Information overload, the shallows, weapons of mass distraction, the googlization of minds: countless commentators condemn the flood of images and information that dooms us to a pathological attention deficit.
In this new book, cultural theorist Yves Citton goes against the tide of these standard laments to offer a new perspective on the problem of attention in the digital age. Phrases like paying attention and investing ones attention attest to our mistaken belief that attention can be conceptualized in narrow economic terms. We are constantly drawn towards attempts to quantify and commodify attention, even down to counting the number of 'likes' a picture receives on Facebook or a video on YouTube. By contrast, Citton argues that we should conceptualize attention as a kind of ecology and examine how the many different environments to which we are exposed from advertising to literature, search engines to performance art condition our attention in different ways.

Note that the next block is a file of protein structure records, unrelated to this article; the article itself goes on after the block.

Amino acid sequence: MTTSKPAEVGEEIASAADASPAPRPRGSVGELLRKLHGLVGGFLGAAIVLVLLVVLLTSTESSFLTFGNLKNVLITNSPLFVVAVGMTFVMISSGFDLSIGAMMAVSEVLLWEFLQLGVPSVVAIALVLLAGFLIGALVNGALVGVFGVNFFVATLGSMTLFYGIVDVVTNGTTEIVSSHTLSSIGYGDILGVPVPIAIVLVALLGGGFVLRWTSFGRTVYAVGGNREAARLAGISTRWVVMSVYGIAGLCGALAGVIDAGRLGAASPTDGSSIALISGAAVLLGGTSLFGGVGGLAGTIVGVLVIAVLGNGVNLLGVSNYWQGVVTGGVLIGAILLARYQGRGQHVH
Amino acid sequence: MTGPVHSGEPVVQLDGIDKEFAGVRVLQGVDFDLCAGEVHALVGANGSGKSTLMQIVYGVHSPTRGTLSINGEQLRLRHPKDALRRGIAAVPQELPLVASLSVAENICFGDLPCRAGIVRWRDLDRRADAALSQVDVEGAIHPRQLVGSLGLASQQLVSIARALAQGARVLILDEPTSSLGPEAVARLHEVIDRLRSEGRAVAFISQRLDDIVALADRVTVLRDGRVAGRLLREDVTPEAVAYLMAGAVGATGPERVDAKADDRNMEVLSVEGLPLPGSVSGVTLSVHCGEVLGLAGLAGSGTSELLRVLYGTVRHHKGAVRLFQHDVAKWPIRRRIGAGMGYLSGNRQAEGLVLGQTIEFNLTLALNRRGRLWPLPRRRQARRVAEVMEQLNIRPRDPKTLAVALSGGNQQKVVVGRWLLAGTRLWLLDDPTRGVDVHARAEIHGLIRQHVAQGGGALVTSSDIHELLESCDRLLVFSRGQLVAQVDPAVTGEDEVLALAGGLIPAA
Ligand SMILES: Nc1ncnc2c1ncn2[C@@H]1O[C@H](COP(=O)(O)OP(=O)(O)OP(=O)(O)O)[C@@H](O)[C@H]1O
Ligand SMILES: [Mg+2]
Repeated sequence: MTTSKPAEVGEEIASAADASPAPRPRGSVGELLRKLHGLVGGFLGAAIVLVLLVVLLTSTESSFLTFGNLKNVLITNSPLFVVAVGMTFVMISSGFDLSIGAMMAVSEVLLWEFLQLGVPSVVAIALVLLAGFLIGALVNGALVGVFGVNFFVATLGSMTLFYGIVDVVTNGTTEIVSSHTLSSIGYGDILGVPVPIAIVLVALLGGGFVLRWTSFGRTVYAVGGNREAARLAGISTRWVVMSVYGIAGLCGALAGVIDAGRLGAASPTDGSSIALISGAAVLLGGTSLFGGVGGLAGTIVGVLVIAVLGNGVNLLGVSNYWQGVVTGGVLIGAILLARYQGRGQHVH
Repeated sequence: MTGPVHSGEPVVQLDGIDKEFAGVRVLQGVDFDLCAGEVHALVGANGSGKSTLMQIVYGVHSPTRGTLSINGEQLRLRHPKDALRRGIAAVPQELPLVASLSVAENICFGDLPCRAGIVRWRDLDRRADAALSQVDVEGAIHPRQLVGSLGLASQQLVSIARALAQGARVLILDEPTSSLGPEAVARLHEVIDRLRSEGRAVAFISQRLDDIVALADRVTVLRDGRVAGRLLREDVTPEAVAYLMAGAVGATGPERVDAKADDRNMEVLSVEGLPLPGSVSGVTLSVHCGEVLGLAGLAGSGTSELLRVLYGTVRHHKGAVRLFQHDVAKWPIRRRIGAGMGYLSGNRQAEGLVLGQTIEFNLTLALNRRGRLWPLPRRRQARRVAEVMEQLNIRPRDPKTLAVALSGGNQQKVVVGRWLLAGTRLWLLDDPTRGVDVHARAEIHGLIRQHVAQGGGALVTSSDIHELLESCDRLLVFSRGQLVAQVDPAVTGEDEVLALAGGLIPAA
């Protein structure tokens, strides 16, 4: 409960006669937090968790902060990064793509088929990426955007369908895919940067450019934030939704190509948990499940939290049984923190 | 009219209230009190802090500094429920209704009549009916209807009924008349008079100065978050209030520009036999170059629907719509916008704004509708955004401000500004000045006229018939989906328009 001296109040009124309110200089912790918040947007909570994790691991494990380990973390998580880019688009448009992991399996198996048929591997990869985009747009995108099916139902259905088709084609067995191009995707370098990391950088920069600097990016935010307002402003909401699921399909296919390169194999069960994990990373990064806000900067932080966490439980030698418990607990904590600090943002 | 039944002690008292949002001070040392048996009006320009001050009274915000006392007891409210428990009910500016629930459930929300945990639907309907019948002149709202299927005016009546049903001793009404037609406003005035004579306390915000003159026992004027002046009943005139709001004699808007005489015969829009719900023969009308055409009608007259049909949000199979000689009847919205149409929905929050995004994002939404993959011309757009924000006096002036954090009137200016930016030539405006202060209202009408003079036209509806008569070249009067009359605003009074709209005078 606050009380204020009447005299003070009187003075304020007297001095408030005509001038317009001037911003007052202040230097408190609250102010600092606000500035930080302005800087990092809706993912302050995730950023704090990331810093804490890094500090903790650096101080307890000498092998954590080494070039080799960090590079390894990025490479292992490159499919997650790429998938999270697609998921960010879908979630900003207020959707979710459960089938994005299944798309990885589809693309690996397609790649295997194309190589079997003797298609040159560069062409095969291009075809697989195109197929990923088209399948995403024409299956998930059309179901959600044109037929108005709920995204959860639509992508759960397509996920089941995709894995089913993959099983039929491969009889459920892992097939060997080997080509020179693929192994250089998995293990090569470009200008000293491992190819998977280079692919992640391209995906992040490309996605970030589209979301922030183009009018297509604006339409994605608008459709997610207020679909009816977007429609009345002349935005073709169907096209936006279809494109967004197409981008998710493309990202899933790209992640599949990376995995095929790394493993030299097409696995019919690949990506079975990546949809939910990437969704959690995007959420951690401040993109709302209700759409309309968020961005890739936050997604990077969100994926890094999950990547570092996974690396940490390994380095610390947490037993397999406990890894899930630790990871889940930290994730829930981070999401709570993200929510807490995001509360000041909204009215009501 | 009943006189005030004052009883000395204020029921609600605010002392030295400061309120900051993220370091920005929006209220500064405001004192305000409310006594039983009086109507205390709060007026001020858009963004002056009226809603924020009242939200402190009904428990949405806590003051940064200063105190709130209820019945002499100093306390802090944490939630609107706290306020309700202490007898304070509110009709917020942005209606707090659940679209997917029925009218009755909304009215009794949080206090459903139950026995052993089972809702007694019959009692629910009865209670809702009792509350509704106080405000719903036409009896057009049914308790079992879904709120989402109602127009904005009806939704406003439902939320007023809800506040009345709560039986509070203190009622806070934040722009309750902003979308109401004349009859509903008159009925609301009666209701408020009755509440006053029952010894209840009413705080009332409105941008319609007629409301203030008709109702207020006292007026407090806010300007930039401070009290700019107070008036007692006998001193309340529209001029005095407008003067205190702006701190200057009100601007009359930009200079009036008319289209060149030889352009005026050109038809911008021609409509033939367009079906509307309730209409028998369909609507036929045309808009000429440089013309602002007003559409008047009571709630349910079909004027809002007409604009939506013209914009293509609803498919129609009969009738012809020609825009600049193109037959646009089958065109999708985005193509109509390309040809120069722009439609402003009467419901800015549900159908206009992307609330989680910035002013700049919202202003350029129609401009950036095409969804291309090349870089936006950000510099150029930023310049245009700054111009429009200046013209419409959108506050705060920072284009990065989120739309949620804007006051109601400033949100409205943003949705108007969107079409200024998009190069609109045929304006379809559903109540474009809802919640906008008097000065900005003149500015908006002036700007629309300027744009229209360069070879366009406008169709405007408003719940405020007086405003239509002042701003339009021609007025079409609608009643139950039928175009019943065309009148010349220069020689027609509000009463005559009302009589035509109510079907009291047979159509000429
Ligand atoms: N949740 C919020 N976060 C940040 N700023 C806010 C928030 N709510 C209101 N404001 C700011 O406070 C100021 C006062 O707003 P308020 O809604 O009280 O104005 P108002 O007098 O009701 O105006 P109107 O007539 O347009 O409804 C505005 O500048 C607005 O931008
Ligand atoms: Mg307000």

In a world where the demands on our attention are ever-increasing, this timely and original book will be of great interest to students and scholars in media and communications and in literary and cultural studies, and to anyone concerned about the long-term consequences of the profusion of images as well as digital content in the age of the internet.
Jonathan Crary, Columbia University
"Citton offers a valuable critique and alternative to talk about an economy of attention. He shows how attention produces the individual who is usually presupposed as paying it, and he shows how the creation of attentiveness may not really be an economy at all. He starts by debunking the unthought assumptions of a whole field, and moves on to a media and social theory of breadth and subtlety."
McKenzie Wark, author of Telesthesia